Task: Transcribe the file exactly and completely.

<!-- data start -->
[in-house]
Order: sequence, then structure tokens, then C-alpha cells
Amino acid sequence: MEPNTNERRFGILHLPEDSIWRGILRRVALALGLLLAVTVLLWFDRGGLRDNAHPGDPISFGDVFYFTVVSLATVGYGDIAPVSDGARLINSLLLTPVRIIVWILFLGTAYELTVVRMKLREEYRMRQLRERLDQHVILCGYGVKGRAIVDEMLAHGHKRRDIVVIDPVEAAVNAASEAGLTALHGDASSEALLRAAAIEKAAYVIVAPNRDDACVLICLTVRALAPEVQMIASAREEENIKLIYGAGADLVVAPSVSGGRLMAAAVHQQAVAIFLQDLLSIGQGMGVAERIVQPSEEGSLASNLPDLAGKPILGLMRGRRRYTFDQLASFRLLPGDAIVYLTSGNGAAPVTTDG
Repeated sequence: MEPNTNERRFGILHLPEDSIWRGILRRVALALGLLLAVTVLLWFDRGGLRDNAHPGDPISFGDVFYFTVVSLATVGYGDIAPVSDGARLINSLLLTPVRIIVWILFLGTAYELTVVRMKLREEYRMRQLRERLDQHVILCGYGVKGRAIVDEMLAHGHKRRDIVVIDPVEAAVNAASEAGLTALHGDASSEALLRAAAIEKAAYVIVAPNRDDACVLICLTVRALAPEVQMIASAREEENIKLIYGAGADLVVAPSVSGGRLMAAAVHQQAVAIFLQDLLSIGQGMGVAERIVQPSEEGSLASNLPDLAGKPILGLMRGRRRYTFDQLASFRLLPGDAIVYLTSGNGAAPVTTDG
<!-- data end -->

[in-house]
Order: sequence, then structure tokens, then C-alpha cells
Amino acid sequence: MEPNTNERRFGILHLPEDSIWRGILRRVALALGLLLAVTVLLWFDRGGLRDNAHPGDPISFGDVFYFTVVSLATVGYGDIAPVSDGARLINSLLLTPVRIIVWILFLGTAYELTVVRMKLREEYRMRQLRERLDQHVILCGYGVKGRAIVDEMLAHGHKRRDIVVIDPVEAAVNAASEAGLTALHGDASSEALLRAAAIEKAAYVIVAPNRDDACVLICLTVRALAPEVQMIASAREEENIKLIYGAGADLVVAPSVSGGRLMAAAVHQQAVAIFLQDLLSIGQGMGVAERIVQPSEEGSLASNLPDLAGKPILGLMRGRRRYTFDQLASFRLLPGDAIVYLTSGNGAAPVTTDG
Repeated sequence: MEPNTNERRFGILHLPEDSIWRGILRRVALALGLLLAVTVLLWFDRGGLRDNAHPGDPISFGDVFYFTVVSLATVGYGDIAPVSDGARLINSLLLTPVRIIVWILFLGTAYELTVVRMKLREEYRMRQLRERLDQHVILCGYGVKGRAIVDEMLAHGHKRRDIVVIDPVEAAVNAASEAGLTALHGDASSEALLRAAAIEKAAYVIVAPNRDDACVLICLTVRALAPEVQMIASAREEENIKLIYGAGADLVVAPSVSGGRLMAAAVHQQAVAIFLQDLLSIGQGMGVAERIVQPSEEGSLASNLPDLAGKPILGLMRGRRRYTFDQLASFRLLPGDAIVYLTSGNGAAPVTTDG